We are, we admit, not a breakfast person. Beyond indulging in the occasional bowl of oatmeal, it’s rare to find us eating before noon. It’s not that we dislike pancakes and waffles, but it is more that we are resolutely on the savory side of the sweet–savory continuum, and not always really in the mood for eggs, and really would just prefer, please, to have a burger or biscuits & gravy or last night” s=”None” pizza=”None” or=”None” (be=”None” still=”None” our=”None” heart!)=”None” Japanese breakfast.
So while on one hand we rejoice at institutions that serve not only breakfast all day, but lunch and dinner all day as well (and here we’re not counting Burger King’s have-a-whopper-at-9am gimmick), on the other hand we really kind of wish that the culinary energy that’s applied to stretching the parameters of lunch and dinner was also going to the development of the first meal of the day. We weirdly remain in the tyrannical grip of the same breakfast foods that’ve held our attention for the past, oh gosh, century? If eggs have moved from the breakfast table to the dinner table, why can’t a nice roast chicken with fries move in the opposite direction?
Of course, we’re not the only one who ponders this kind of thing. Hungry Magazine has rounded up some serious dinnertime luminaries — John Bubala (of the late, great Timo), Grant Achatz (of Alinea), Homaro Cantu (of Moto), and Graham Elliot Bowles (who’s he again?) — and asked them the two hard questions:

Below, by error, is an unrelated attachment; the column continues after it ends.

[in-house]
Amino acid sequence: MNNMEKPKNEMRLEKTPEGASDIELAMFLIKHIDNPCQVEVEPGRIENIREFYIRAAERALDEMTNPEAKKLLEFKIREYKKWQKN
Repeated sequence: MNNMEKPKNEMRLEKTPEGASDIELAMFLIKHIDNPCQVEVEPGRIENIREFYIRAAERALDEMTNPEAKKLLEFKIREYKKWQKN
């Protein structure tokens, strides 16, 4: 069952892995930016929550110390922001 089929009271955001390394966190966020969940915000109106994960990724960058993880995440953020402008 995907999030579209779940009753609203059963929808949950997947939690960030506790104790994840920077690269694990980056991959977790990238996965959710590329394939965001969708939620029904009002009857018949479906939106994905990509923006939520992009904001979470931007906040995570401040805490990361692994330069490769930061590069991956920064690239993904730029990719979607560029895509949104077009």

Why has innovation at breakfast been so slow, and what would your vision of breakfast look like?
The answers are more or less in keeping with the profiles these food luminaries have cultivated. Graham Elliot Bowles falls into the trap of thinking that “more expensive” means “more delicious,” which is something that tends to raise our hackles:
When I worked at the Mansion on Turtle Creek we’d do maple beurre blanc and smoked salmon. I’d like to do lobster quesadillas, savory bread puddings and warm, smoked sturgeon with truffle butter. Maybe the ultimate Eggs Benedict, or foie gras with chocolate and orange essence.
Meanwhile, Grant Achatz paints a picture of a morning meal that’d certainly have us feeling wide awake. Or, maybe, like we hadn’t woken up at all, and were still stuck in some strange, tripped-out food dream:
I can see the Alinea breakfast… French toast with a shell of maple-syrup sugar skewered on cinnamon stick on the squid [Alinea custom-service piece]. Pick one of our already existing steelhead or caviar dishes… [We could do] a tricked-out version of “steak and eggs,” wagyu and fried/puffed/sous vide eggs with a pillow of coffee-scented air, and a hydrocolloid-thickened version of cereal “parfait.”
Breakfast at Alinea? We’d be there.
Breakfast of the Future [Hungry Mag]
[Photo: big breakfast, via NicnBill’s Flickr]